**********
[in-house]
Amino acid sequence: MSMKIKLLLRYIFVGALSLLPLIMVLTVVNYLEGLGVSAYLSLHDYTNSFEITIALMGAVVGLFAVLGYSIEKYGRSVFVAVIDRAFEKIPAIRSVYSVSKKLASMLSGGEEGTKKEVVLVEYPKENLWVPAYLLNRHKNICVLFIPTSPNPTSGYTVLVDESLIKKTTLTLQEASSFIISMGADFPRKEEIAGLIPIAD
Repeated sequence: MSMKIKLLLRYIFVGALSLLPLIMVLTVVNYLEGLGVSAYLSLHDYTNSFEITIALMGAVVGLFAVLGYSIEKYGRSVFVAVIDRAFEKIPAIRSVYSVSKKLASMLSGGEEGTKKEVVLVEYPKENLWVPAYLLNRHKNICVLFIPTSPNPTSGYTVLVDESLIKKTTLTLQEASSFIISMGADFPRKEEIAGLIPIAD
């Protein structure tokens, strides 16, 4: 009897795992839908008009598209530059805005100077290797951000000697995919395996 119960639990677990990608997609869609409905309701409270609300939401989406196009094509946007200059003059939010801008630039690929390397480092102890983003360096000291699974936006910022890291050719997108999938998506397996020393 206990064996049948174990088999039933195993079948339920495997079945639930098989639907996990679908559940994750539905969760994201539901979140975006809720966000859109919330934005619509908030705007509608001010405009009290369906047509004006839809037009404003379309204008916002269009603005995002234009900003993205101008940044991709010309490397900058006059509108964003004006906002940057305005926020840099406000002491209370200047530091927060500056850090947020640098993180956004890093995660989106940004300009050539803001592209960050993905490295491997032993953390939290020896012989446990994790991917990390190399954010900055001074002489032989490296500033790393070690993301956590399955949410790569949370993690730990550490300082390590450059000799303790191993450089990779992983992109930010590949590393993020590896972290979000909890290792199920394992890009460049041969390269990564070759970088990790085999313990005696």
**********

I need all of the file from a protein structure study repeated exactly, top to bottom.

[in-house]
Amino acid sequence: MSMKIKLLLRYIFVGALSLLPLIMVLTVVNYLEGLGVSAYLSLHDYTNSFEITIALMGAVVGLFAVLGYSIEKYGRSVFVAVIDRAFEKIPAIRSVYSVSKKLASMLSGGEEGTKKEVVLVEYPKENLWVPAYLLNRHKNICVLFIPTSPNPTSGYTVLVDESLIKKTTLTLQEASSFIISMGADFPRKEEIAGLIPIAD
Repeated sequence: MSMKIKLLLRYIFVGALSLLPLIMVLTVVNYLEGLGVSAYLSLHDYTNSFEITIALMGAVVGLFAVLGYSIEKYGRSVFVAVIDRAFEKIPAIRSVYSVSKKLASMLSGGEEGTKKEVVLVEYPKENLWVPAYLLNRHKNICVLFIPTSPNPTSGYTVLVDESLIKKTTLTLQEASSFIISMGADFPRKEEIAGLIPIAD
């Protein structure tokens, strides 16, 4: 009897795992839908008009598209530059805005100077290797951000000697995919395996 119960639990677990990608997609869609409905309701409270609300939401989406196009094509946007200059003059939010801008630039690929390397480092102890983003360096000291699974936006910022890291050719997108999938998506397996020393 206990064996049948174990088999039933195993079948339920495997079945639930098989639907996990679908559940994750539905969760994201539901979140975006809720966000859109919330934005619509908030705007509608001010405009009290369906047509004006839809037009404003379309204008916002269009603005995002234009900003993205101008940044991709010309490397900058006059509108964003004006906002940057305005926020840099406000002491209370200047530091927060500056850090947020640098993180956004890093995660989106940004300009050539803001592209960050993905490295491997032993953390939290020896012989446990994790991917990390190399954010900055001074002489032989490296500033790393070690993301956590399955949410790569949370993690730990550490300082390590450059000799303790191993450089990779992983992109930010590949590393993020590896972290979000909890290792199920394992890009460049041969390269990564070759970088990790085999313990005696």